Wheat Grain Arabinoxylan Quantification, Characterization, and Fate During Baking
Kiszonas, Alecia Marie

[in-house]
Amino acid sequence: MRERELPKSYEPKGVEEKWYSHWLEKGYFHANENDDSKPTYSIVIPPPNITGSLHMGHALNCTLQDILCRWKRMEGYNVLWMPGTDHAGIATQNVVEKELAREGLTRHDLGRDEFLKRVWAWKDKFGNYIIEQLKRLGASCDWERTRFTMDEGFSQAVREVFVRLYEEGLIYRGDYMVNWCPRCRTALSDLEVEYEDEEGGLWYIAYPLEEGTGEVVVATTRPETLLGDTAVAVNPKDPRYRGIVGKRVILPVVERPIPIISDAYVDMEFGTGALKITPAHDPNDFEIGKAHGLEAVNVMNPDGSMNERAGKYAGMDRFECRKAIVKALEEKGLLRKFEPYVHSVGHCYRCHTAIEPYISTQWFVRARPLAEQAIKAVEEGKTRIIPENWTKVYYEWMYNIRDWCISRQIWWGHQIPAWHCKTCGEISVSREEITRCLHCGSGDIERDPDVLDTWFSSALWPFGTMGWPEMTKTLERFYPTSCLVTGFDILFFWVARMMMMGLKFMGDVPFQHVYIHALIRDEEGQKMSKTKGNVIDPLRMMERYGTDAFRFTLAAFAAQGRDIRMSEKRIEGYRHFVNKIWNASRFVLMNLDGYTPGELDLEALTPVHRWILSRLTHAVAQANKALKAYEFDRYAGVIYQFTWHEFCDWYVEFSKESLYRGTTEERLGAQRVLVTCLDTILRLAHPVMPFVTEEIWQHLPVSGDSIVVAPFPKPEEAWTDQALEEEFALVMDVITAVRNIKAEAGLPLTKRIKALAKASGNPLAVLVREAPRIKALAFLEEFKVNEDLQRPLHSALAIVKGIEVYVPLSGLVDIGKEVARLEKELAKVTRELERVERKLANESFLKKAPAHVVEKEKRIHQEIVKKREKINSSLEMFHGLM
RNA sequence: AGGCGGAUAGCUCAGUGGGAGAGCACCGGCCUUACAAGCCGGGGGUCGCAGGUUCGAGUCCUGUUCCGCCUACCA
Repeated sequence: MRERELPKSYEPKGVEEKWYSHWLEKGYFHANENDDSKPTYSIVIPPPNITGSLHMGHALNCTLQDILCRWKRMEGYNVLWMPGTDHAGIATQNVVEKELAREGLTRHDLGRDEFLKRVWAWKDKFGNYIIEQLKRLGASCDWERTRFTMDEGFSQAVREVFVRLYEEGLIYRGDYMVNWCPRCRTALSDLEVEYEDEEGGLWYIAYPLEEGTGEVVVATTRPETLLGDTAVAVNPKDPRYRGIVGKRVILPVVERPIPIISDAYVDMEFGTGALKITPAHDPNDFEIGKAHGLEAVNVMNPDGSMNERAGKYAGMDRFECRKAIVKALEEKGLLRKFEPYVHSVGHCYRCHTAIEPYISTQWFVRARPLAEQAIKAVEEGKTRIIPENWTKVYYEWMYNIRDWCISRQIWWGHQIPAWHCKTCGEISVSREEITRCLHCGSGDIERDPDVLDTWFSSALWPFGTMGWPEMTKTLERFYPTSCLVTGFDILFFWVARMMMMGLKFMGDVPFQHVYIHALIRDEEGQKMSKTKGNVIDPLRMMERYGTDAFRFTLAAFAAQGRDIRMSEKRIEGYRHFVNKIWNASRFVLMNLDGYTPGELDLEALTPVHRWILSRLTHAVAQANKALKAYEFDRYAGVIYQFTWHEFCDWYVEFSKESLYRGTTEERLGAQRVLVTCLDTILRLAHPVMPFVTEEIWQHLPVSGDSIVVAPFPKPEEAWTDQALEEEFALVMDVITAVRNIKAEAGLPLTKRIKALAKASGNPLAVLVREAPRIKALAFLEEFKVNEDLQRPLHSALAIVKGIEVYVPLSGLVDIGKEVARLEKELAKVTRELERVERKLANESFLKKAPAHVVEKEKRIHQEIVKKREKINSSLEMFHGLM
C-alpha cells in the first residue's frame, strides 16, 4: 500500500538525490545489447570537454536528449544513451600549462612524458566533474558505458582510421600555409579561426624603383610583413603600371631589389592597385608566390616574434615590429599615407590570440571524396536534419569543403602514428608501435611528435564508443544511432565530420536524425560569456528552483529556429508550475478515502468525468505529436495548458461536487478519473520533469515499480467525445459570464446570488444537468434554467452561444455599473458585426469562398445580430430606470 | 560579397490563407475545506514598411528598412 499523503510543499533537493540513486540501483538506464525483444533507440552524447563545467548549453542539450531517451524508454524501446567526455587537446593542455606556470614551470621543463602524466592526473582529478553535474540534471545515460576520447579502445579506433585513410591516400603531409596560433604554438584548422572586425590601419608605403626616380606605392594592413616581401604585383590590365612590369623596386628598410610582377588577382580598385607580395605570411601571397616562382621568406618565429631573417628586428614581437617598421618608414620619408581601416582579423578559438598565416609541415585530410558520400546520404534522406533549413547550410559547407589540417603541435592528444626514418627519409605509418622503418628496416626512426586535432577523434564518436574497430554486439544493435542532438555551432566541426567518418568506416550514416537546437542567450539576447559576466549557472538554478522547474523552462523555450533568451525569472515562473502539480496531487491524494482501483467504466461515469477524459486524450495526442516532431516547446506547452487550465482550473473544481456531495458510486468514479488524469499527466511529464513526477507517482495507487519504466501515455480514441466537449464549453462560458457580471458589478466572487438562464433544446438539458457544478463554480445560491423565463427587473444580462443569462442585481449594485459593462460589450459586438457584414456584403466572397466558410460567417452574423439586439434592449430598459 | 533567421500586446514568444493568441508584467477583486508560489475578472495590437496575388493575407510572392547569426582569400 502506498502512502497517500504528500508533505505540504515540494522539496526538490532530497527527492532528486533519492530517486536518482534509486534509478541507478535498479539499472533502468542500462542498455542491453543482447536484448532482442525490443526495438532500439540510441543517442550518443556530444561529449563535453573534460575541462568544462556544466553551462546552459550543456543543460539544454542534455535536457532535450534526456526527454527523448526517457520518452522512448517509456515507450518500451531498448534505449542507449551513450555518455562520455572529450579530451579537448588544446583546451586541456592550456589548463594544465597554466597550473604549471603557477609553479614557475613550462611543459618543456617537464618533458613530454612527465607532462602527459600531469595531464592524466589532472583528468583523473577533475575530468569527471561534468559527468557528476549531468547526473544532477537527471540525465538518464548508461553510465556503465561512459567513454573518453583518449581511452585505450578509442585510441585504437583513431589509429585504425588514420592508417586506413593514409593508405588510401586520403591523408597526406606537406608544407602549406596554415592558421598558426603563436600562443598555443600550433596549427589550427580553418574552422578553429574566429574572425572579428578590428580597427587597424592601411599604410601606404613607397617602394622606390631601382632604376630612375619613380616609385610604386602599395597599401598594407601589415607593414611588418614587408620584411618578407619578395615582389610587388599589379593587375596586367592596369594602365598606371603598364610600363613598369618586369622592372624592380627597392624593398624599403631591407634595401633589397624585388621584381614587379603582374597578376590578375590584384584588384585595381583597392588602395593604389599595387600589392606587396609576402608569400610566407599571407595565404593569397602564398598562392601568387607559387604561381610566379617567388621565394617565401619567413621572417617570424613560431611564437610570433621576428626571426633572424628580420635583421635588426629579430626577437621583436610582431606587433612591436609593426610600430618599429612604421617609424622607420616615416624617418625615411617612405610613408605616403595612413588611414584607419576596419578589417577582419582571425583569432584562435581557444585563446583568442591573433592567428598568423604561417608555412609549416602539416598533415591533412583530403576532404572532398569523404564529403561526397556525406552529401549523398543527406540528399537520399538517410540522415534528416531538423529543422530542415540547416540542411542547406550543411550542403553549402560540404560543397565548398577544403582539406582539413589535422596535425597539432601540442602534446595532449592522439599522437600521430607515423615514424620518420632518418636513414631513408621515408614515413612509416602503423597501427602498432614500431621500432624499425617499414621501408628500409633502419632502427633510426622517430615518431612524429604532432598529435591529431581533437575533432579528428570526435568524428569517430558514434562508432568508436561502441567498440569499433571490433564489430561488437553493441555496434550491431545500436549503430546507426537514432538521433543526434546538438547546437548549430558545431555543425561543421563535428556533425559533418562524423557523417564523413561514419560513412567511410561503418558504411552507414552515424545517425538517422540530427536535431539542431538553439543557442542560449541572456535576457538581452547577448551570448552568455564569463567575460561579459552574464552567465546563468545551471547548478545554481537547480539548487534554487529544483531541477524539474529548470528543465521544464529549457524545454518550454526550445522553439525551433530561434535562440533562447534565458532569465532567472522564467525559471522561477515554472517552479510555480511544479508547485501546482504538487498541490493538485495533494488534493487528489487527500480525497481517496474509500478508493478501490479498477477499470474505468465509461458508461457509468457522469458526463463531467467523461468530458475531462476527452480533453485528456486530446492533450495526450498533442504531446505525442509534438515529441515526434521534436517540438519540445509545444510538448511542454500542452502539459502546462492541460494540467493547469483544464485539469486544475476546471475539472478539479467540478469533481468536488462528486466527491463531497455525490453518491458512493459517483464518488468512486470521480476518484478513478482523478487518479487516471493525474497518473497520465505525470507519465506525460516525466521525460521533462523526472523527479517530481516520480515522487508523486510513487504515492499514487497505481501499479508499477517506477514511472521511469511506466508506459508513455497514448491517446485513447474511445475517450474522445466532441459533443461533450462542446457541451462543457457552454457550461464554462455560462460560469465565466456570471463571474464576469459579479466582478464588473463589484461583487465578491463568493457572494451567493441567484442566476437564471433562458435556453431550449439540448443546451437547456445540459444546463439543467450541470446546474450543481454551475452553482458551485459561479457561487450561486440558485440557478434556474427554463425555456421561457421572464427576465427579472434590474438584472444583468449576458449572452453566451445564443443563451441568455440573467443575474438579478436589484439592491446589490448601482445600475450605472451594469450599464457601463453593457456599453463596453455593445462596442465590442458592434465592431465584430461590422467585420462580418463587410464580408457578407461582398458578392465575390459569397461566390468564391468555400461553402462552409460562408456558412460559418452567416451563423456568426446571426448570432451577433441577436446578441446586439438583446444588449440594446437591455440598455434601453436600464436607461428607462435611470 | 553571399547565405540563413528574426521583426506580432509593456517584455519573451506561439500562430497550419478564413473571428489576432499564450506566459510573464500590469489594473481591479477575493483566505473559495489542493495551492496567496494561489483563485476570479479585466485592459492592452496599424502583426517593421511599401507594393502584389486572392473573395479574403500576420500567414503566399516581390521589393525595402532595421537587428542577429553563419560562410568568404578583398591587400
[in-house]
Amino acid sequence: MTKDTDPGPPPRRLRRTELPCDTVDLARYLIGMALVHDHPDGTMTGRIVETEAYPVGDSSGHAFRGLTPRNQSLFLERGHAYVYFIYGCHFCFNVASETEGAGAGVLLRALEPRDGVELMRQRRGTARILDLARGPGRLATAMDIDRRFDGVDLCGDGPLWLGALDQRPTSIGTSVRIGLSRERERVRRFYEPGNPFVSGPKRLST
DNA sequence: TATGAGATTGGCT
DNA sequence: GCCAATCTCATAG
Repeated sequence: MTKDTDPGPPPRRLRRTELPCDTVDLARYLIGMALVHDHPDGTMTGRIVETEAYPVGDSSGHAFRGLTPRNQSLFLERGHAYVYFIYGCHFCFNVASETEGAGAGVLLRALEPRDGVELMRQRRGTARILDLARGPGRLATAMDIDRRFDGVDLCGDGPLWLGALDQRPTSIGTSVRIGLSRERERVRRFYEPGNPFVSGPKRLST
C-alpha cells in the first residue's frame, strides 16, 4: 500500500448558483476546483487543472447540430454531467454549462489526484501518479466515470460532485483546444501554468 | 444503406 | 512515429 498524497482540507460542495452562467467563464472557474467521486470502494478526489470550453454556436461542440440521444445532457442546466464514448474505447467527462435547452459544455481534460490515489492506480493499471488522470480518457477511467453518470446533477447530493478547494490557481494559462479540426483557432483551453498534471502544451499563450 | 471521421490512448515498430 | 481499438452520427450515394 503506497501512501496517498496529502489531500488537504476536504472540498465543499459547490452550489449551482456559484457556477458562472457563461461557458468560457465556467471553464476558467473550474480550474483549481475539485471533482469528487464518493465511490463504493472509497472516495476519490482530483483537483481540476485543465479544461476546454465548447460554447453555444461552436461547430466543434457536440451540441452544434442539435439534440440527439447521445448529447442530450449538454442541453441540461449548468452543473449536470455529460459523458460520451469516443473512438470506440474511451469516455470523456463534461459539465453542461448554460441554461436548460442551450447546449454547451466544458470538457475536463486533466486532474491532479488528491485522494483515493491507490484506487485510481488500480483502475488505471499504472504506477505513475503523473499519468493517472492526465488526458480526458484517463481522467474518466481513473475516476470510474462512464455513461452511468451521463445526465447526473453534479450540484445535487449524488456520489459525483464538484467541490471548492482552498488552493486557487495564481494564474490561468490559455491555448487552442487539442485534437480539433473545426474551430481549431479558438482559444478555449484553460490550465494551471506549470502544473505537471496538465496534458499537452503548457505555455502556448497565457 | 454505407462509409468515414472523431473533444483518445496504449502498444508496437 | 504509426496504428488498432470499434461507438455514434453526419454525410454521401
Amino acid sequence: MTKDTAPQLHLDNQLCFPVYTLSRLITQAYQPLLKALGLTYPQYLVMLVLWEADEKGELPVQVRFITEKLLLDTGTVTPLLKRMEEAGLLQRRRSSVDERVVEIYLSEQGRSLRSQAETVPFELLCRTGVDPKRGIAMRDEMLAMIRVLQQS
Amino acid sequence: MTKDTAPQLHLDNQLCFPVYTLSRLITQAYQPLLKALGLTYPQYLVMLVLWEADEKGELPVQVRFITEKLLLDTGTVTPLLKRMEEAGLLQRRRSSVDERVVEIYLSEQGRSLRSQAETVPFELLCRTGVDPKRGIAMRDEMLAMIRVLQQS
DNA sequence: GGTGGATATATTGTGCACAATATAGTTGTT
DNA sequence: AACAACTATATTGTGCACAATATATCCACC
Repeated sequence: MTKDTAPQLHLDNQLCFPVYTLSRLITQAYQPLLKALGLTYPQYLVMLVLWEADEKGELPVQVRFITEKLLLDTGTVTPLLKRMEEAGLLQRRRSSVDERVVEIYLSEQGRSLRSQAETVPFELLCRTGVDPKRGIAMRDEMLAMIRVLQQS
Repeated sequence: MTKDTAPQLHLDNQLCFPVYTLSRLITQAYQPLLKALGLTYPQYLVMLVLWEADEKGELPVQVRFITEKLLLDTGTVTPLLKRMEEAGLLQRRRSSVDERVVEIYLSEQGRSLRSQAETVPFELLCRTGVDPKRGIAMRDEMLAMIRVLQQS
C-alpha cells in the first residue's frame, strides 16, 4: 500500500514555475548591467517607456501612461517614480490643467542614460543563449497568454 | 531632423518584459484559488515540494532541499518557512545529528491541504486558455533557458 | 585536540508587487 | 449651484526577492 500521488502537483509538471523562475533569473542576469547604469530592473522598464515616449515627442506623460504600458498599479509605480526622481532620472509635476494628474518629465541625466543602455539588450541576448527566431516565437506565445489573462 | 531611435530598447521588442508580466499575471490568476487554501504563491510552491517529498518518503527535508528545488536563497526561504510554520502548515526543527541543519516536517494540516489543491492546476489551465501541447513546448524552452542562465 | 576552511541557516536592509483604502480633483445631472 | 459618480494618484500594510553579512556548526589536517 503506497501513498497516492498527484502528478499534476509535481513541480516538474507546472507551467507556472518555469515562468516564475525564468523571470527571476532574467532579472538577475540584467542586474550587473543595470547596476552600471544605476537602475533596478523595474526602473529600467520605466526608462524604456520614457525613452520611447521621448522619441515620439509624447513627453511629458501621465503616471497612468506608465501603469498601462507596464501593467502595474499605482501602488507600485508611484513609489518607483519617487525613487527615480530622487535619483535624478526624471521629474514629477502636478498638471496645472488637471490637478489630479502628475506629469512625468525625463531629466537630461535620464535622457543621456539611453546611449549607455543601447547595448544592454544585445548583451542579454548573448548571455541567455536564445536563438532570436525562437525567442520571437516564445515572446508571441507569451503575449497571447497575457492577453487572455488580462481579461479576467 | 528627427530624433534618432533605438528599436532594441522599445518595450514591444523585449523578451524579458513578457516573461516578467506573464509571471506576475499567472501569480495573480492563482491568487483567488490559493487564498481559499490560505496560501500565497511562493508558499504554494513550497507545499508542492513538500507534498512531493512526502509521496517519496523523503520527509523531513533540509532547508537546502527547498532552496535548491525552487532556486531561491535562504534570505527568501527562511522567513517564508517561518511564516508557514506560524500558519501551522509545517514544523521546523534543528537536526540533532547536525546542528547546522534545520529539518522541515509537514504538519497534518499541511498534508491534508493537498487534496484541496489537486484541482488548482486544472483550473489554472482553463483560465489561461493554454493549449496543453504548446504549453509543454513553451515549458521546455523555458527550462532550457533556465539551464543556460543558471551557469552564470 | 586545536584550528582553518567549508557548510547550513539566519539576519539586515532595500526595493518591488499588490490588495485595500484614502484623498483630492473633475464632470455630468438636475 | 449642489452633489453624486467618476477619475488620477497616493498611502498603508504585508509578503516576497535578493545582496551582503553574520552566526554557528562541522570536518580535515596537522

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The study of wheat (Triticum aestivum L.) as it relates to end-use quality is highly diverse. This dissertation examines end-use quality across the U.S. and how the non-starch polysaccharide arabinoxylan (AX) influences wheat quality. Arabinoxylans occur in water-extractable (WEAX) and water-unextractable fractions. First and foremost, an accurate, precise, and consistent method of quantifying AX was critical to ascertain. Gas chromatography-flame ionization detection was preferred over a colorimetric phloroglucinol assay for consistency and accuracy. A survey of soft and hard wheat grown in distinct nurseries across the U.S. was undertaken to further understand genetic and environmental influences on wheat quality across the U.S. High levels of variation were observed across and within each growing region. Specific grain, milling, and baking quality traits were determined to have potential predictive power in determining overall end-use quality. The soft wheat varieties with very high and very poor quality were assayed for AX content. In two of the four nurseries studied, AX negatively influenced cookie diameter. The total AX content was heavily influenced by genetics, whereas WEAX content was more variably influenced by genetics and environment. Two studies were undertaken to further understand the role total AX and WEAX play throughout the baking process of pancakes and bread. In wholemeal pancakes, total AX exhibited a strong negative influence on pancake quality, whereas in refined flour pancakes, WEAX was the greatest contributor to decreases in pancake quality. The AX molecules differed in their availability for quantification throughout the baking process, suggesting that those molecules unavailable for quantification were involved in intermolecular interactions. In bread, total AX availability differed throughout the baking process, suggesting complex intermolecular interactions. The molecular substitution of the AX molecules influenced the intermolecular relationships occurring throughout the baking process, and eventually impacting final quality of the bread loaf. In particular, the substitution pattern of WEAX was the most critical factor in determining the extent to which WEAX molecules enhanced loaf volume. These studies clearly indicate that there are more complex molecular interactions occurring than have previously been elucidated, necessitating further studies on how AX molecules influence final end-use quality.